This group of students has come up with their own way to spread musical cheer to those around campus. Photo By Gregory Connolly

If you had a soundtrack to your life, what songs would appear on the playlist? What tune would be humming in the background as you woke up, walked to class or made dinner? While there is generally no music to back our everyday lives like the characters we see in film, every once in awhile, students who live in Hampton Roads do get to have their very own movie moment thanks to a residential trio of musicians.
The group, comprised of sophomores Sam Band and Jeremy Wall and senior Trevor Hughes, has started a musical project they call elevator jams. Whenever they have spare time, the three veteran musicians hop on the elevator in their dorm and serenade riders with original songs written by Band or covers to make the ride go a little smoother.
“It’s to spread the joy of music really,” said Band, who classifies the group’s music as jazzy pop. “It makes people’s days. They usually say ‘thank you very much, you just made my day.’ That’s a quote we get all the time. I think that’s an amazing feeling to spread music.”
Lucky riders might even hear the threesome’s piece de resistance: the aptly-named “Elevator Jam,” in which singer Band improvises lyrics catered toward exactly what’s going on at that moment in the elevator.
“I really enjoy the reactions personally,” said Band, who says unsuspecting riders’ attitudes range from excited and appreciative to annoyed or confused. On a good day for the guys, people will jump on the elevator and dance and request songs. On a bad day people will avoid taking the elevator altogether if they catch a glimpse of the three with instruments in hand. More often than not, people do embrace the musicians.
Moreover, elevator jams, which started in January as a joke, has turned guitarist Band, melodica player Wall and djembe drum player Hughes into Hampton Roads icons.
“We got a lot of good reactions” on the first day, said Band. “Eventually as we kept playing multiple elevators, people would recognize us and if they heard the music they’d just want to get on the elevator to listen. Some people would stay on multiple floors even if their stop had passed just to keep listening to us.”
They’ve even picked up a few diehard fans along the way.
“I feel like Mason needs more people to come out and express themselves musically and be a little more artsy,” said Alex Osipova, a sophomore biology major. Osipova, who first heard elevator jams while visiting her friend Olivia Karegeannes this past Valentine’s Day, is the self-proclaimed biggest fan of the trio.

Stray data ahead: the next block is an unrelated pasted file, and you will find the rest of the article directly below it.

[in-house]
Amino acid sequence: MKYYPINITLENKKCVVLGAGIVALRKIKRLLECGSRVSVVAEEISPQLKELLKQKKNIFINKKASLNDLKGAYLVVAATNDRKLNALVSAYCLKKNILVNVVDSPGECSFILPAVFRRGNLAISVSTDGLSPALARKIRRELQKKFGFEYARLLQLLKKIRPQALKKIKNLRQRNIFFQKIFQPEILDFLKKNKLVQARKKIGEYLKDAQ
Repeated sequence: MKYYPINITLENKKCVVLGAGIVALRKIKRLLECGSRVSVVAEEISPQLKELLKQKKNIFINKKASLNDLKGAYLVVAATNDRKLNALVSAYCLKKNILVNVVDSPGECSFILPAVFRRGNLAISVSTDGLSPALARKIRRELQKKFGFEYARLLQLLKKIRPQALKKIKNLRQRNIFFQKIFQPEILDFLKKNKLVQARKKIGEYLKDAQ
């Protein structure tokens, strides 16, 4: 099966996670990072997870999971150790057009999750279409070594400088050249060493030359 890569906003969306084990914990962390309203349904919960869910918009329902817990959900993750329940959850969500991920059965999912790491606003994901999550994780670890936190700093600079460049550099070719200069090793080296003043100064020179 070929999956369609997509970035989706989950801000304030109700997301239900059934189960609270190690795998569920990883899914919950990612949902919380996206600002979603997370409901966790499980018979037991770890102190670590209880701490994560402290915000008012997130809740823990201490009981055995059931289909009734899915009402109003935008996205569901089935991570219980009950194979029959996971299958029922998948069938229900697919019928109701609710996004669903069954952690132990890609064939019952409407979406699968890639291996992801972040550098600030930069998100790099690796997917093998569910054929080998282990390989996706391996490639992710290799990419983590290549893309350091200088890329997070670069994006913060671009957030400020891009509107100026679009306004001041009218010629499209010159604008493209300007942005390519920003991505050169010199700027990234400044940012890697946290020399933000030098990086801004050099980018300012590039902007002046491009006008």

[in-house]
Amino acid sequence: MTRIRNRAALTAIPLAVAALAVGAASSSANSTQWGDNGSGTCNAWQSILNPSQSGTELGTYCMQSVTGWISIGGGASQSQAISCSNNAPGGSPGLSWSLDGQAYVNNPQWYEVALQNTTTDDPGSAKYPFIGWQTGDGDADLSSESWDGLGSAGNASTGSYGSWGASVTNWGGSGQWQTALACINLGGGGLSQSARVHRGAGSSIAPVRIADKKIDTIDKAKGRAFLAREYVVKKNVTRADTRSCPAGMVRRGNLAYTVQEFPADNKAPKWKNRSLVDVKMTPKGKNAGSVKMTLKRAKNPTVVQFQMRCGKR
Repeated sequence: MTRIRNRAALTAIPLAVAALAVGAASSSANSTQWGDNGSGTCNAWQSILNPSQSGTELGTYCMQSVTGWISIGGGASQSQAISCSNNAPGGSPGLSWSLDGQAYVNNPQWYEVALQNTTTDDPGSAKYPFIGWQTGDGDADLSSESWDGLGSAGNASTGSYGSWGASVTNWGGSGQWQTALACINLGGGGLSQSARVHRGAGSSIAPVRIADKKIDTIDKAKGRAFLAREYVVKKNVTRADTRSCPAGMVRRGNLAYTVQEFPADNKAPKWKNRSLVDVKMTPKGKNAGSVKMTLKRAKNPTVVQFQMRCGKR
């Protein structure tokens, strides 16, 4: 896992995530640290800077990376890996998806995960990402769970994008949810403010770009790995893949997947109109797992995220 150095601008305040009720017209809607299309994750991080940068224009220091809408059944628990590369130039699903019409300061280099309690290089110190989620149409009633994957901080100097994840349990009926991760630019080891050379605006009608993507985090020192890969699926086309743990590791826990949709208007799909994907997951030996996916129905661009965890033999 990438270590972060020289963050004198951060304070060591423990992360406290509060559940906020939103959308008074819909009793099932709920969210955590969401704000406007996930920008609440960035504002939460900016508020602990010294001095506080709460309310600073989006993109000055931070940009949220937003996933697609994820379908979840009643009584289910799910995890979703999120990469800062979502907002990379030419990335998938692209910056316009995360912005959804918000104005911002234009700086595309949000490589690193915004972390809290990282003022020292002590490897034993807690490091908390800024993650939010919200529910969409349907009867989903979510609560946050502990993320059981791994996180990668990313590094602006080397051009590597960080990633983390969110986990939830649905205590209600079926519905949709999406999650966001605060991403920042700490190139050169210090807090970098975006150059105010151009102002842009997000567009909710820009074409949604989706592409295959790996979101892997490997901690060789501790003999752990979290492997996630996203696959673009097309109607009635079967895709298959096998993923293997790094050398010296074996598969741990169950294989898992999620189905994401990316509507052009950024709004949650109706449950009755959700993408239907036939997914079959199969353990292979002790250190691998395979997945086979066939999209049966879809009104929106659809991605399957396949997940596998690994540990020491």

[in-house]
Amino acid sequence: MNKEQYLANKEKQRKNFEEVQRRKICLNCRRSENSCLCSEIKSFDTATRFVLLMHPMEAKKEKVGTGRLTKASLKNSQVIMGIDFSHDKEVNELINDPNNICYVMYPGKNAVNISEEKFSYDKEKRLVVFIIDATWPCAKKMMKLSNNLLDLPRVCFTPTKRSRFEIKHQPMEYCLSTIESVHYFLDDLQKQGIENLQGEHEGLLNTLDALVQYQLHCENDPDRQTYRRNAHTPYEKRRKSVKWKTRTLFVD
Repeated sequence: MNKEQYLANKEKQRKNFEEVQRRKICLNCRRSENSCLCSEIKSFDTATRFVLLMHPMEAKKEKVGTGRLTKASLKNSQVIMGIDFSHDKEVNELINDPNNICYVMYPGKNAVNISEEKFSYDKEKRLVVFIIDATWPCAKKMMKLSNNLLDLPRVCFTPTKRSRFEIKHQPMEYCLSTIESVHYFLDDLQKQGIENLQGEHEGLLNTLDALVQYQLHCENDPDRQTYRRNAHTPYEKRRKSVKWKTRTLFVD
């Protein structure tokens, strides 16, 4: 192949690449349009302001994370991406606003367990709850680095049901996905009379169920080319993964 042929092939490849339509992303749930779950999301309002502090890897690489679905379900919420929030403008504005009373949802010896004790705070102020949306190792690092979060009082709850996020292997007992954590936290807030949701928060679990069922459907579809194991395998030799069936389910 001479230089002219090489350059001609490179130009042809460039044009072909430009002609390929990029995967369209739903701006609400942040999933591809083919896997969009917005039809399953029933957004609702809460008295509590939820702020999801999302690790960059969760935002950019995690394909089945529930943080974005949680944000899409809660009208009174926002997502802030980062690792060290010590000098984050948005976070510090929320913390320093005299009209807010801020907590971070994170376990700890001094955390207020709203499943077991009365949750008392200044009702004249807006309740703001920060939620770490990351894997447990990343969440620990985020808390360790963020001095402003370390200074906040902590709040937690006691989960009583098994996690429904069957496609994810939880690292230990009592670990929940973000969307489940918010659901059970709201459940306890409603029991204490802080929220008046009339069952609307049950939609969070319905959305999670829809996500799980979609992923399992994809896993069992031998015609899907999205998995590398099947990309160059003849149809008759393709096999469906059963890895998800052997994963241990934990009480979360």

“I feel like they do it to make people happy everyday,” added Karegeannes, a sophomore communication major.
The group’s main musical influences are Jason Mraz and Jack Johnson — but listeners only familiar with Johnson and Mraz’s radio hits shouldn’t be quick to judge, Wall says.
“With [Mraz] there’s so many different aspects of him,” said Wall, who is a converted Mraz fan. “He has the pop songs, but that’s only 10 percent really.”
“Personally I feel that people have this negative look on Mraz or just pop music,” said Band. “But I feel like what we play is more jazzy than [the Mraz songs] you’ve ever heard on the radio.”
Next year the elevator jams will continue, though the locale will change due to the guys’ new digs. Band will be making a move to Liberty Square, Wall will be in Potomac Heights and Hughes will be a resident advisor in Presidents Park. The three have looked at the Johnson Center as a possible future location of elevator jams.
While Band, Wall and Hughes love to spend their time together spreading music to the George Mason University community, the three say that for them, music is more of a hobby than a long-term career.
“It’s kind of like painting or kind of like poetry, where in a sense it’s really hard to make a living off of it, but it’s not even about making a living off of it,” said Hughes. “It’s about doing it and expressing yourself and that’s kind of where we’re at. We do it because we love it.”
For the time being, the trio’s fans just hope the jams won’t stop.
“They should just keep doing what they’re doing,” Osipova said.